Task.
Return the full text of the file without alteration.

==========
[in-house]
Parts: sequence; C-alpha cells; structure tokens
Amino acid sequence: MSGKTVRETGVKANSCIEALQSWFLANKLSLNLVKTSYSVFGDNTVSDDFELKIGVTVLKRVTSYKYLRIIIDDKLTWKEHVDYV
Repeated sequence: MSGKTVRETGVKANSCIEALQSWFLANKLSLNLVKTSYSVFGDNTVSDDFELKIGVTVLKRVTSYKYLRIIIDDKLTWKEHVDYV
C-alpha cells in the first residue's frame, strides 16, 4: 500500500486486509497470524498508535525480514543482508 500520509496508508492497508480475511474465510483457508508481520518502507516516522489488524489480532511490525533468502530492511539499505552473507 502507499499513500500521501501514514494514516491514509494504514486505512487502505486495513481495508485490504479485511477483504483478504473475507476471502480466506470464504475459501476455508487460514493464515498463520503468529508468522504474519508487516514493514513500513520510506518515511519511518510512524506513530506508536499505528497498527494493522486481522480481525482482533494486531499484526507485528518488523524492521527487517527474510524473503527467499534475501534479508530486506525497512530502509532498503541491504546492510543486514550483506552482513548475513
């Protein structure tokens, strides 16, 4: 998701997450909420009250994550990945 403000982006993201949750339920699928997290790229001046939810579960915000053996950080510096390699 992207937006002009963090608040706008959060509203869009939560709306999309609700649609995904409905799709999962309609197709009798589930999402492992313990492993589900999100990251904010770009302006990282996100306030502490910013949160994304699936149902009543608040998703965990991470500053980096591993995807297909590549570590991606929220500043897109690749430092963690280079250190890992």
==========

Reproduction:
[in-house]
Parts: sequence; C-alpha cells; structure tokens
Amino acid sequence: MSGKTVRETGVKANSCIEALQSWFLANKLSLNLVKTSYSVFGDNTVSDDFELKIGVTVLKRVTSYKYLRIIIDDKLTWKEHVDYV
Repeated sequence: MSGKTVRETGVKANSCIEALQSWFLANKLSLNLVKTSYSVFGDNTVSDDFELKIGVTVLKRVTSYKYLRIIIDDKLTWKEHVDYV
C-alpha cells in the first residue's frame, strides 16, 4: 500500500486486509497470524498508535525480514543482508 500520509496508508492497508480475511474465510483457508508481520518502507516516522489488524489480532511490525533468502530492511539499505552473507 502507499499513500500521501501514514494514516491514509494504514486505512487502505486495513481495508485490504479485511477483504483478504473475507476471502480466506470464504475459501476455508487460514493464515498463520503468529508468522504474519508487516514493514513500513520510506518515511519511518510512524506513530506508536499505528497498527494493522486481522480481525482482533494486531499484526507485528518488523524492521527487517527474510524473503527467499534475501534479508530486506525497512530502509532498503541491504546492510543486514550483506552482513548475513
């Protein structure tokens, strides 16, 4: 998701997450909420009250994550990945 403000982006993201949750339920699928997290790229001046939810579960915000053996950080510096390699 992207937006002009963090608040706008959060509203869009939560709306999309609700649609995904409905799709999962309609197709009798589930999402492992313990492993589900999100990251904010770009302006990282996100306030502490910013949160994304699936149902009543608040998703965990991470500053980096591993995807297909590549570590991606929220500043897109690749430092963690280079250190890992």